Major Hiking Routes in France

The famous GR-Grandes Randonnées (hiking routes) and other historic pilgimage routes are throughout Europe but the best can be found in France. They explore exceptional landscapes and popular themes such as the Grande traversée of the Alps, the Routes of Santiago de Compostela, the Douaniers paths on the Brittany coast and the footsteps of Robert Louis Stevenson in the Cévennes. (External link)

The essential landmarks with the Fédération de la randonnée (French only)

The idea of marking a trail was born in 1842 in the forest of Fontainebleau, but the concept of the GR was invented in 1947 in the Sologne area, south of Orléans. Twenty years before the excursion and walking clubs were considered pioneers and were later renamed “clubs de randonneur.” The comité National des Sentiers de Grande Randonnée united the various organizations under one umbrella in 1985.

Today the French network includes some 180,000 km (108,000 miles) of marked routes that extend another 12,000 miles into neighboring countries. Certain GRs are newly created and others follow historical routes such as the Routes of Santiago de Compstela. The Federation publishes a complete collection of guides and gives information and advice on its web site.

The Federation’s web site lists information for group hikes organized by the clubs. For example, the “rando-collective” of the Canal du Midi from July 9 – 15 is planning a 100 km hike in honor of the 400th anniversary of Pierre-Paul Riquet, the designer of the Canal du Midi. It will start in Bonrepos-Riquet and pass through Toulouse to Revel.

They offer free downloads of audio-guides (in French only) describing a large number of suggested walking paths even in urban areas. The Paris “nature” includes 180 km of marked paths between parks and gardens or other lesser-known locations.

The Federation organizes the “Rando-challenges” for the competitive types and they encourage walks where the experienced walkers share their passion with handicapped or disadvantaged persons.

Crossing France...

The Routes of Santiago de Compostela.

The origin of the journey goes back to the 10th century and was the subject of the first medieval travel guide, the Codex Calixtinus! Today, the most popular of the four French routes is the Via Podensis or GR 65. It links Geneva to the Roncevaux hill in the Basque country and passes through the Puy-en-Velay, Conques and Figeac. The route is marked with the Scallop symbol.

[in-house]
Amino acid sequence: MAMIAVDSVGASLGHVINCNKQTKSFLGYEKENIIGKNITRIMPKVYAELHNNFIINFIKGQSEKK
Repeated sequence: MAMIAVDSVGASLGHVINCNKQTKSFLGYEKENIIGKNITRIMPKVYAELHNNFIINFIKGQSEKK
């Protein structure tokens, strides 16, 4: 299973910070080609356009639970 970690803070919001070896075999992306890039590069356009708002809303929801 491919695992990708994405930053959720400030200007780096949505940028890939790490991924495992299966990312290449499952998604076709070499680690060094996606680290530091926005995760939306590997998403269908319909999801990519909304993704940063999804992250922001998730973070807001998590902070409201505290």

In the footsteps of Robert Louis—GR 70 (External link) . This year marked the 130th anniversary of Robert Louis Stevenson’s published account of his walk through the Cévennes Mountains. With his donkey, he covered 252 km from Puy-en-Valley to Alès in 12 days.

Along the sea…

The GR 223 goes along the coast of the English Channel on the Cherbourg peninsula from the bay of the Veys to the bay of Mont St-Michel.

The GR 34 follows the Brittany coast and the Douaniers path.

In the mountains…

The Grande traversée des Alpes françaises (External link) via the GR 5 links Belgium to the Mediterranean by the Vosges and Jura mountains as well as through the heart of the Alps. Between high mountain pastures and glaciers, the path goes as high as 3,000 m. With 15 to 20 stages of 20 km each, this magnificent path in the high mountains is seldom traveled in its entire length all in one time.

The TMB or the Tour of Mont-Blanc

This loop takes some 12 days to hike with an unobstructed view of the highest mountains in Europe. Crossing through Italy and Switzerland, the mountainside path gives you a close up look at the impressive summits and glaciers.

Crossing the Pyrénées via GR 10

The Pyrénées chain stretches from the Atlantic to the Mediterranean and offers green hills of the Basque country, summits of the Pic d’Ossau and Vignemale, cliffs of Gavarnie, lakes and plateaus of the Ariège. In a country of bears and isards, all walks promise above all, beautiful landscapes and colors.

The Massif central can be discovered via the GR 4 and GR 30

Corsica, the island of beauty…

Corsica, between the sea and mountains on GR 20 climbs from Calenzana to Conca and crosses summits of more than 2500 m.